“When I can move into this new house, it will change my whole life. I will have a door to close behind me. My children can have a clean and safe environment. As a woman, I feel that finally I can have dignity,” said Deka Ahmed Mahamad (20).
She has a smile on her face, baby Abdi in her arms, and a firm look at her two year old son who is playing on the dusty ground. Deka never got the chance to go to school herself, but now she dares to dream of a brighter future for her children.
At the onset of the civil war in Somalia in the early 1990s, Deka’s family fled to Ethiopia where they stayed in a refugee camp. After ten years in Ethiopia, the family moved back to Somaliland. But then there where no place to call home anymore and Deka settled in a camp for internally displaced people, that continues to host thousands of displaced living in tents or ‘buuls’ with no durable solution in sight.
Lack of access to land and permanent shelter is one of the biggest challenges for the 1.4 internally displaced people in Somalia. Many displaced people are forced to pay fees to private landlords, and risk being evicted to new settlements without any service provision.
“It is a happy day when NRC can contribute to provide durable solutions for people who have been displaced for many years. It is very difficult to access land for displaced people in Somalia, but in this case the local Burao government has donated land for 50 permanent houses that will benefit 350 people,” said NRC Area Manager Boisy Williams.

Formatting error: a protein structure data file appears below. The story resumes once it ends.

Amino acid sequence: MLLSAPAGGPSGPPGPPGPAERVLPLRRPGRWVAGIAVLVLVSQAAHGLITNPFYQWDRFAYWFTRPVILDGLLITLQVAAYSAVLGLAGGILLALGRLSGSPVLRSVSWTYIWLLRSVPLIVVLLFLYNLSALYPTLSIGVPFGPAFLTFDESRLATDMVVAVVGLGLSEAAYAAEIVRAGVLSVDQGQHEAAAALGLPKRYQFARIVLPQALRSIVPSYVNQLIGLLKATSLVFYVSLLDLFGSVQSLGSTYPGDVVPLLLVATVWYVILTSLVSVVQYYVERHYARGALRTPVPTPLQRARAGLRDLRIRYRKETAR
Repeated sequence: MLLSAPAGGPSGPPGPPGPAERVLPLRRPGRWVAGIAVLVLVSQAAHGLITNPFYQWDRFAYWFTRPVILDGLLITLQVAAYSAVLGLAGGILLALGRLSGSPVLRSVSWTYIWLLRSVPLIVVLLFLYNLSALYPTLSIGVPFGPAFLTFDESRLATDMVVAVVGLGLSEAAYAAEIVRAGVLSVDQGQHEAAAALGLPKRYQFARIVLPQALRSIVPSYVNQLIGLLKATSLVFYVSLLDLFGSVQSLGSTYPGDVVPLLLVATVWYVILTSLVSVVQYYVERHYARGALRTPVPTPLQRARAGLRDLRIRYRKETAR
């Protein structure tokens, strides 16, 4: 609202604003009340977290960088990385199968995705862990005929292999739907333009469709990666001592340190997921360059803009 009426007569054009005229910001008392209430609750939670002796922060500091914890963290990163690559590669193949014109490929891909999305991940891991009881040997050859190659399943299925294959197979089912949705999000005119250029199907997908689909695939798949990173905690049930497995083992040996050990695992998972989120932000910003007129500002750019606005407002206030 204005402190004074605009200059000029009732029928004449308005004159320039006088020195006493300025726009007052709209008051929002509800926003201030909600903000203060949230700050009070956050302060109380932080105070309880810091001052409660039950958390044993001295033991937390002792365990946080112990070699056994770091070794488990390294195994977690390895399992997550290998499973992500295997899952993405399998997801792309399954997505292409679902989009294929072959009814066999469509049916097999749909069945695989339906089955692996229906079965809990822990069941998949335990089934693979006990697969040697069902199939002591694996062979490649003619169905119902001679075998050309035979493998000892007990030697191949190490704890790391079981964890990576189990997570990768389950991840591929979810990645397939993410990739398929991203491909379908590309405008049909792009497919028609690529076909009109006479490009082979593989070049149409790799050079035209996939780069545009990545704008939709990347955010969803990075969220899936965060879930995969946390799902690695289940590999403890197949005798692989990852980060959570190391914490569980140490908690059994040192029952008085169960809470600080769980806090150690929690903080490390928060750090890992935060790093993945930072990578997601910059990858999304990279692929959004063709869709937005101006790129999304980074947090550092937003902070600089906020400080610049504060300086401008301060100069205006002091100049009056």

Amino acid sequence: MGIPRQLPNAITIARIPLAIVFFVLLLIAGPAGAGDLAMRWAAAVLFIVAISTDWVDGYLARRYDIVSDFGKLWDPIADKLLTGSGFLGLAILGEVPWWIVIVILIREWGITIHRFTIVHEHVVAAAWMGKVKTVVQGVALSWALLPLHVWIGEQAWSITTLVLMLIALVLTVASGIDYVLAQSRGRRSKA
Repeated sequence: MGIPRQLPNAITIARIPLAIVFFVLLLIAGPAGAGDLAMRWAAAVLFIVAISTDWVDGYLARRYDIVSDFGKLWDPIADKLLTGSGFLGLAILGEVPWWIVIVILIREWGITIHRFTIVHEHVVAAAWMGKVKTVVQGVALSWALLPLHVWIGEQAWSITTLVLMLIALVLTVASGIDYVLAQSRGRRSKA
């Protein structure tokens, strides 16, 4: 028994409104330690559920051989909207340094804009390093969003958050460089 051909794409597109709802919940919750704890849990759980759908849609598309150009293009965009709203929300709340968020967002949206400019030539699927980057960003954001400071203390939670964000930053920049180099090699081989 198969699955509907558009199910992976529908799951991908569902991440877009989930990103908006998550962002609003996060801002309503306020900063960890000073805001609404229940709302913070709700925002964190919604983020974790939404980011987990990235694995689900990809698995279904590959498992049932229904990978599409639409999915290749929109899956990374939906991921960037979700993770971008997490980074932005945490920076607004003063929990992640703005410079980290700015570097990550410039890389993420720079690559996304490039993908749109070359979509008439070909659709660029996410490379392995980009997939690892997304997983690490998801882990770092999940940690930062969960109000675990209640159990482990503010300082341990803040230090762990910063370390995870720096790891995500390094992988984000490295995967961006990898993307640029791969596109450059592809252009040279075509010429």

NRC welcomes positive signals from the Burao Government to contribute to the construction of even more permanent shelter.
“As long as we get access to land and secure tenure, NRC stands ready to provide more permanent shelter like these brick houses for displaced people across Somalia. The majority of our shelter interventions are tents or shelter made by corrugated iron sheets. These are important to ensure immediate protection but their lifespan is short in this harsh climate,” explained Williams.
Active community participation
The recipient community has been heavily involved in the project. The homes consist of two rooms and outdoor space measuring 144 square metres. NRC is providing the design, tools, materials and training for the locally recruited labourers, many from the displaced communities and others from the host community. The local Somaliland government authorities have provided sand, water, labourers and security for the materials on site; equivalent of a total of USD600 for each shelter.
It is the first time that the Somaliland authorities have provided such direct financial support to a shelter project. The rest of the shelter project is funded by the Japanese government through UNHCR, whereas ECHO has funded the latrine construction.
By Christian Jepsen and Astrid Sehl (Alert net).